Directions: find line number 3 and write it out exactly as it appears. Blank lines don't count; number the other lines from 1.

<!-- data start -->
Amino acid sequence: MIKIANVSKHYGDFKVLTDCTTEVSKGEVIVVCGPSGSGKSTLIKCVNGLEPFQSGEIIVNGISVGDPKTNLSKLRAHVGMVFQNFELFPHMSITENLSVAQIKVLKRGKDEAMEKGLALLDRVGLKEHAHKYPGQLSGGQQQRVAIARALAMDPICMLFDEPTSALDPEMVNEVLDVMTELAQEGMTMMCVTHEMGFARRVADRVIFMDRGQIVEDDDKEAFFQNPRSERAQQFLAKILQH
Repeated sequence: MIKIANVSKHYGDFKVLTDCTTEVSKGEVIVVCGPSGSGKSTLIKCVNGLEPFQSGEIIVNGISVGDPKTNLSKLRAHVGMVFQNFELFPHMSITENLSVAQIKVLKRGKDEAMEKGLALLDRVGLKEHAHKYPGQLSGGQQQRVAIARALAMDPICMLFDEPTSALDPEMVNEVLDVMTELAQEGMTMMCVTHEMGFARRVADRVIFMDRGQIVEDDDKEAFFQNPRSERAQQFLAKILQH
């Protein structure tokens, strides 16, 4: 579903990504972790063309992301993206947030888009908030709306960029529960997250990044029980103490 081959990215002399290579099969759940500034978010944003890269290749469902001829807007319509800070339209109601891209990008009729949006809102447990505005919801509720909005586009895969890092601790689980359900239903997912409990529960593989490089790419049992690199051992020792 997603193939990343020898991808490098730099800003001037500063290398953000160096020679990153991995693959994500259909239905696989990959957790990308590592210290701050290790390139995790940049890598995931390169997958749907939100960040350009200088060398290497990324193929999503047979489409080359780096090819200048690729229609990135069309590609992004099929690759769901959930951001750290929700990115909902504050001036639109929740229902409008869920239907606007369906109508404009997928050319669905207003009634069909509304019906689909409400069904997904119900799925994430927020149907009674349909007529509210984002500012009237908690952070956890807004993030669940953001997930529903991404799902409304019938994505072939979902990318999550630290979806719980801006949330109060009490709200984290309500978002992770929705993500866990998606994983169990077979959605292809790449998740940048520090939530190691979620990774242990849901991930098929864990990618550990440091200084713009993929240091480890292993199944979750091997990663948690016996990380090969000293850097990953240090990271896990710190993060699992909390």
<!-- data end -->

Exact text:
């Protein structure tokens, strides 16, 4: 579903990504972790063309992301993206947030888009908030709306960029529960997250990044029980103490 081959990215002399290579099969759940500034978010944003890269290749469902001829807007319509800070339209109601891209990008009729949006809102447990505005919801509720909005586009895969890092601790689980359900239903997912409990529960593989490089790419049992690199051992020792 997603193939990343020898991808490098730099800003001037500063290398953000160096020679990153991995693959994500259909239905696989990959957790990308590592210290701050290790390139995790940049890598995931390169997958749907939100960040350009200088060398290497990324193929999503047979489409080359780096090819200048690729229609990135069309590609992004099929690759769901959930951001750290929700990115909902504050001036639109929740229902409008869920239907606007369906109508404009997928050319669905207003009634069909509304019906689909409400069904997904119900799925994430927020149907009674349909007529509210984002500012009237908690952070956890807004993030669940953001997930529903991404799902409304019938994505072939979902990318999550630290979806719980801006949330109060009490709200984290309500978002992770929705993500866990998606994983169990077979959605292809790449998740940048520090939530190691979620990774242990849901991930098929864990990618550990440091200084713009993929240091480890292993199944979750091997990663948690016996990380090969000293850097990953240090990271896990710190993060699992909390």